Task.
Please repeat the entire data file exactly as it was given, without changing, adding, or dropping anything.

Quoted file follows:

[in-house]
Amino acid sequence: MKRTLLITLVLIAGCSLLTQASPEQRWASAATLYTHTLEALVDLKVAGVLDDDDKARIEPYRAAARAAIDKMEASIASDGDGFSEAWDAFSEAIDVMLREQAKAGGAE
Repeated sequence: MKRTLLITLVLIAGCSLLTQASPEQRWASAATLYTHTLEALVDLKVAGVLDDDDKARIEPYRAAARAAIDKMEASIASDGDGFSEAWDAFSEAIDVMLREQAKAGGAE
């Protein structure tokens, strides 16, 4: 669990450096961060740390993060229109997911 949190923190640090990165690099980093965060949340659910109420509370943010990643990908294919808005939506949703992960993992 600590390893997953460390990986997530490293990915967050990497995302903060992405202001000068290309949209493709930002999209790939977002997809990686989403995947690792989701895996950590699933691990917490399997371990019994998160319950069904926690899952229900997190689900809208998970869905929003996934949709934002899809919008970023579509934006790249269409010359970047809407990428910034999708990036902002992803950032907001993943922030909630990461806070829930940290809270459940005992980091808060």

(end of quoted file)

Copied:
[in-house]
Amino acid sequence: MKRTLLITLVLIAGCSLLTQASPEQRWASAATLYTHTLEALVDLKVAGVLDDDDKARIEPYRAAARAAIDKMEASIASDGDGFSEAWDAFSEAIDVMLREQAKAGGAE
Repeated sequence: MKRTLLITLVLIAGCSLLTQASPEQRWASAATLYTHTLEALVDLKVAGVLDDDDKARIEPYRAAARAAIDKMEASIASDGDGFSEAWDAFSEAIDVMLREQAKAGGAE
């Protein structure tokens, strides 16, 4: 669990450096961060740390993060229109997911 949190923190640090990165690099980093965060949340659910109420509370943010990643990908294919808005939506949703992960993992 600590390893997953460390990986997530490293990915967050990497995302903060992405202001000068290309949209493709930002999209790939977002997809990686989403995947690792989701895996950590699933691990917490399997371990019994998160319950069904926690899952229900997190689900809208998970869905929003996934949709934002899809919008970023579509934006790249269409010359970047809407990428910034999708990036902002992803950032907001993943922030909630990461806070829930940290809270459940005992980091808060």